The Reserve Bank of Australia (RBA) review has provided some thought-provoking insights that central banks in the Pacific can leverage to strengthen their institutions. Briefly, key recommendations of the review include: 

  1. A monetary policy fit for the future 
    ~ A clear monetary policy framework 
    ~ Stronger monetary policy decision-making and accountability 
  2. A high-performing institution 
    ~ An open and dynamic RBA 
    ~ More robust corporate governance 
    ~ RBA leaders to drive institutional and cultural change 

Some are asking if the RBA fit-for-future review might be a signal that central banks in the Pacific should consider conducting their own review to see whether they have been effectively delivering their objectives to their people. This article will share some insights on why this should be considered.  

Let us start by proposing that a review to evaluate fit-for-purpose is a sensible starting point for Pacific central banks. This involves evaluating our current performance without projecting too far into the future. Given the constraints in the Pacific, it makes sense to focus on our present capabilities and explore improvements for the next three to five, or perhaps eight years. Planning beyond that might not be feasible. 

Traditional central banking 

If we were to measure performance by the traditional twin objectives alone, that is, inflation and foreign reserves management, the Pacific would have performed relatively well given the resources at our disposal and the risks encountered. The International Monetary Fund pegged inflation to have averaged under 5 percent in Pacific Island countries over the last 20 years, peaking at 10.7 in 2003 and a low of 3 percent in 2020. Spoiler alert, this has more than doubled by 2022 at 6.1 percent—for obvious reasons outside the control of small open island economies. Foreign reserve management across Pacific countries was also able to sustain a comfortable average above four months of imports and non-factor services ballooning to double digits in countries like the Solomon Islands, and Papua New Guinea over the last decade. All this amid ongoing economic and structural shocks in the form of natural disasters and political instability.  

This shows some form of success. However … 

Growing role of central banks in the Pacific 

The scope and role of central banks in the Pacific is also expanding with most having financial inclusion departments and are the leading agency in implementing national financial inclusion strategies. Some are also administrators of collateral registries and operators of national payment systems. Furthermore, the central bank’s role in responding to climate change has recently been brought to the forefront. With most central banks in the Pacific responsible for financial stability, the financial system players are being called upon to play a more engaging role in helping Pacific Islanders fight the effects of climate change by either financing enterprises and individuals to build resilience or being more responsible by having a greener and climate-friendly portfolio.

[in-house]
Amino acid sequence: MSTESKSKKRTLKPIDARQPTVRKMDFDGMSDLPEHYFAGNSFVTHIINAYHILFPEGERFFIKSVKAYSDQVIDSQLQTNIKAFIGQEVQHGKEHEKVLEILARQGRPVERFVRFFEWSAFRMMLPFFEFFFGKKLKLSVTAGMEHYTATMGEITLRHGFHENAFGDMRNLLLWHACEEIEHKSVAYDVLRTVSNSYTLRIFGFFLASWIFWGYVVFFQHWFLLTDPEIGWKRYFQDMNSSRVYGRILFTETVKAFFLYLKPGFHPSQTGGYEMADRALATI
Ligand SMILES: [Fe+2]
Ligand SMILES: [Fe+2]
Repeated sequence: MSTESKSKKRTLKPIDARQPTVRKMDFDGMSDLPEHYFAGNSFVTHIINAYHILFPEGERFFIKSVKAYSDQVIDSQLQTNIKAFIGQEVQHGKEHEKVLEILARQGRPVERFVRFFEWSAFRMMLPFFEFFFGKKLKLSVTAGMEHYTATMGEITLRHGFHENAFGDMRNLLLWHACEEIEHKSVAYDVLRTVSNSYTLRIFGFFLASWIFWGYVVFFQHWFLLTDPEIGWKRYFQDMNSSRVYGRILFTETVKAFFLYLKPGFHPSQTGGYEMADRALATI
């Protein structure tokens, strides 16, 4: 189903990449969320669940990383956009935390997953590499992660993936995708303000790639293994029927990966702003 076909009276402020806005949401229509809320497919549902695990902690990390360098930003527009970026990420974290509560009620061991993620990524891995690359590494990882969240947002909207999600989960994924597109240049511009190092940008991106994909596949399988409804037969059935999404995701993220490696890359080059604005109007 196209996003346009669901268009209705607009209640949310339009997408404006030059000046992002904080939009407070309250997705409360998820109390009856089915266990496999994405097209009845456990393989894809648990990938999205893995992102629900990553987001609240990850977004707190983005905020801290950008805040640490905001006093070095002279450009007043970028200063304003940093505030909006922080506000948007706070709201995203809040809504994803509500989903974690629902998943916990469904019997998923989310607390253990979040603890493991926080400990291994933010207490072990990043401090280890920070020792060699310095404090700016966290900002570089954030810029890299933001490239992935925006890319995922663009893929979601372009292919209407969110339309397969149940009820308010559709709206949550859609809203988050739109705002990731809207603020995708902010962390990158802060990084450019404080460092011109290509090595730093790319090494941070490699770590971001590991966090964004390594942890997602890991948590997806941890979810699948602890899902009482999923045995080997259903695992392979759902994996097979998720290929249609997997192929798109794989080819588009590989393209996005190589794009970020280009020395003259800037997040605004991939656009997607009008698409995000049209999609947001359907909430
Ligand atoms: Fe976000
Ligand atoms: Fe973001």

With resources being diverted to these additional responsibilities (most by necessity), how confident are we that we can still effectively manage our primary roles? Have we improved? If so, by how much? Are we efficiently allocating resources to meet these roles? Should we be doing more or less? Are our additional efforts outside the tradition translating to better economic and social outcomes? Can we still be reliably measuring our performance by only monitoring the twin objectives given our increased roles?  

These are some valid questions and thus provide an opportunity to evaluate performance, which can help chart a more informed strategy in the medium term. 


A review of performance using new measures can help provide some answers to these questions. This review does not necessarily have to follow how RBA has conducted theirs by selecting a panel of experts who gathered information through interviews and research. To offer two simple suggestions, a review can begin as a simple internal self-assessment by a project team evaluating performance against a set of agreed criteria. This project team can comprise a cross-departmental representation of staff with the relevant leadership experience to collate data and report performance on the agreed criteria. The second suggestion is to evaluate performance as part of the strategic planning or review process. Central banks are at distinct phases of their strategic plan in 2023 and we can all acknowledge that the dynamics of economic and financial markets have drastically changed since 2020. It may be time to evaluate performance through either a mid-term review or a fully-fledged review to see whether we can provide some answers to the questions mentioned above. 


In the wake of the pandemic, with the geopolitical challenges still looming within the region, supply chain pressures on the global front, our own economic, social, and political challenges, and before the Government or the public call for a review (for whatever reason), it may be prudent to conduct one to stay ahead of the curve. In the new world of opinions, free-flowing information, social media and propaganda, political capital management will continue to challenge the independence of central banks. A review like this and acting upon its recommendations will ensure changes are brought about more systematically and transparently as opposed to misguided changes driven by political alignment. 


Sakiusa Nabou, Research Assistant, PICDPR (on study leave at Griffith from Reserve Bank of Fiji). 

The views expressed in this article are those of the author(s) and do not necessarily represent the position of the above-mentioned institution. For more information about Pacific Island economies, visit the Pacific Island Centre for Development and Policy Research.